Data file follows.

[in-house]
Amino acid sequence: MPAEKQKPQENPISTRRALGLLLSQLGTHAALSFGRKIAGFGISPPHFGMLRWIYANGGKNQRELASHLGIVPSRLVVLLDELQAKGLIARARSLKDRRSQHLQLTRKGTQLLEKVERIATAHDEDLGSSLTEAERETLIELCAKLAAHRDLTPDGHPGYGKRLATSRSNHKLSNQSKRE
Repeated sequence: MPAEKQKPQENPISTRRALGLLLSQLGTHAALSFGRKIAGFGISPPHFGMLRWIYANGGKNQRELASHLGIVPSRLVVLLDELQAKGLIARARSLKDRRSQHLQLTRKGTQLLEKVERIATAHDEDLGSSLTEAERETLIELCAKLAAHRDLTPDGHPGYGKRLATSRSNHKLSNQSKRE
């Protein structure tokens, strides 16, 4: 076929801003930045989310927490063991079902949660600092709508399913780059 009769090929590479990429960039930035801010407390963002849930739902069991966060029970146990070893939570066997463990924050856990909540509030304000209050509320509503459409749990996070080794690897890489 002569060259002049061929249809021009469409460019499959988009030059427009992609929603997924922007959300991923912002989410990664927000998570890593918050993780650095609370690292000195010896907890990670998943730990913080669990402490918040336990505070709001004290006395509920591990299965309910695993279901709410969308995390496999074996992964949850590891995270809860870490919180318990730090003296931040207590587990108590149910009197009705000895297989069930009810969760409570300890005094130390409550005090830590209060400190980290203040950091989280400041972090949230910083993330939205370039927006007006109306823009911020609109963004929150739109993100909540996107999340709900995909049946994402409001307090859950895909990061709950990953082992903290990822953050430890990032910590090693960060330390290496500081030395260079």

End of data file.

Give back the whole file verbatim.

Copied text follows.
[in-house]
Amino acid sequence: MPAEKQKPQENPISTRRALGLLLSQLGTHAALSFGRKIAGFGISPPHFGMLRWIYANGGKNQRELASHLGIVPSRLVVLLDELQAKGLIARARSLKDRRSQHLQLTRKGTQLLEKVERIATAHDEDLGSSLTEAERETLIELCAKLAAHRDLTPDGHPGYGKRLATSRSNHKLSNQSKRE
Repeated sequence: MPAEKQKPQENPISTRRALGLLLSQLGTHAALSFGRKIAGFGISPPHFGMLRWIYANGGKNQRELASHLGIVPSRLVVLLDELQAKGLIARARSLKDRRSQHLQLTRKGTQLLEKVERIATAHDEDLGSSLTEAERETLIELCAKLAAHRDLTPDGHPGYGKRLATSRSNHKLSNQSKRE
């Protein structure tokens, strides 16, 4: 076929801003930045989310927490063991079902949660600092709508399913780059 009769090929590479990429960039930035801010407390963002849930739902069991966060029970146990070893939570066997463990924050856990909540509030304000209050509320509503459409749990996070080794690897890489 002569060259002049061929249809021009469409460019499959988009030059427009992609929603997924922007959300991923912002989410990664927000998570890593918050993780650095609370690292000195010896907890990670998943730990913080669990402490918040336990505070709001004290006395509920591990299965309910695993279901709410969308995390496999074996992964949850590891995270809860870490919180318990730090003296931040207590587990108590149910009197009705000895297989069930009810969760409570300890005094130390409550005090830590209060400190980290203040950091989280400041972090949230910083993330939205370039927006007006109306823009911020609109963004929150739109993100909540996107999340709900995909049946994402409001307090859950895909990061709950990953082992903290990822953050430890990032910590090693960060330390290496500081030395260079």